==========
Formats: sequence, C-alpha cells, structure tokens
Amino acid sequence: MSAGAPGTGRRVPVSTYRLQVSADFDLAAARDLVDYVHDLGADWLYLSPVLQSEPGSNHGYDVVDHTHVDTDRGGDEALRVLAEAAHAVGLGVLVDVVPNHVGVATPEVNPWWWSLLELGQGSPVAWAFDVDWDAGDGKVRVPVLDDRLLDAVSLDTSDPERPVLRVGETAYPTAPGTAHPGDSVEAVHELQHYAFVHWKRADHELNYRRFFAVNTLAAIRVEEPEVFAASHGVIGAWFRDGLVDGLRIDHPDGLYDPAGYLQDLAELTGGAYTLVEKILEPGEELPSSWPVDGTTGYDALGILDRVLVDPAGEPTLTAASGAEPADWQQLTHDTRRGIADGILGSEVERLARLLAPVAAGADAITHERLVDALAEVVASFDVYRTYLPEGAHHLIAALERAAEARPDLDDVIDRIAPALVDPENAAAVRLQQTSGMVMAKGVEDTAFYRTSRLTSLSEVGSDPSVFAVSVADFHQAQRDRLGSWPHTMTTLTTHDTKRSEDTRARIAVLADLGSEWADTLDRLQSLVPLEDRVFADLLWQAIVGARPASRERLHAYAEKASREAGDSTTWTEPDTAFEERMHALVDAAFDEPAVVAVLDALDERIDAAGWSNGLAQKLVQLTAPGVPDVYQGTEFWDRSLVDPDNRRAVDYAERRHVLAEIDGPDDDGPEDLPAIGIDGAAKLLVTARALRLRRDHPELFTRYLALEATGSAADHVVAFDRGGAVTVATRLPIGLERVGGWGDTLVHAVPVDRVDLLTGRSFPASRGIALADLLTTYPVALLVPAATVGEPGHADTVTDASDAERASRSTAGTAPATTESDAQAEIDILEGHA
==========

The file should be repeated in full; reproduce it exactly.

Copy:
Formats: sequence, C-alpha cells, structure tokens
Amino acid sequence: MSAGAPGTGRRVPVSTYRLQVSADFDLAAARDLVDYVHDLGADWLYLSPVLQSEPGSNHGYDVVDHTHVDTDRGGDEALRVLAEAAHAVGLGVLVDVVPNHVGVATPEVNPWWWSLLELGQGSPVAWAFDVDWDAGDGKVRVPVLDDRLLDAVSLDTSDPERPVLRVGETAYPTAPGTAHPGDSVEAVHELQHYAFVHWKRADHELNYRRFFAVNTLAAIRVEEPEVFAASHGVIGAWFRDGLVDGLRIDHPDGLYDPAGYLQDLAELTGGAYTLVEKILEPGEELPSSWPVDGTTGYDALGILDRVLVDPAGEPTLTAASGAEPADWQQLTHDTRRGIADGILGSEVERLARLLAPVAAGADAITHERLVDALAEVVASFDVYRTYLPEGAHHLIAALERAAEARPDLDDVIDRIAPALVDPENAAAVRLQQTSGMVMAKGVEDTAFYRTSRLTSLSEVGSDPSVFAVSVADFHQAQRDRLGSWPHTMTTLTTHDTKRSEDTRARIAVLADLGSEWADTLDRLQSLVPLEDRVFADLLWQAIVGARPASRERLHAYAEKASREAGDSTTWTEPDTAFEERMHALVDAAFDEPAVVAVLDALDERIDAAGWSNGLAQKLVQLTAPGVPDVYQGTEFWDRSLVDPDNRRAVDYAERRHVLAEIDGPDDDGPEDLPAIGIDGAAKLLVTARALRLRRDHPELFTRYLALEATGSAADHVVAFDRGGAVTVATRLPIGLERVGGWGDTLVHAVPVDRVDLLTGRSFPASRGIALADLLTTYPVALLVPAATVGEPGHADTVTDASDAERASRSTAGTAPATTESDAQAEIDILEGHA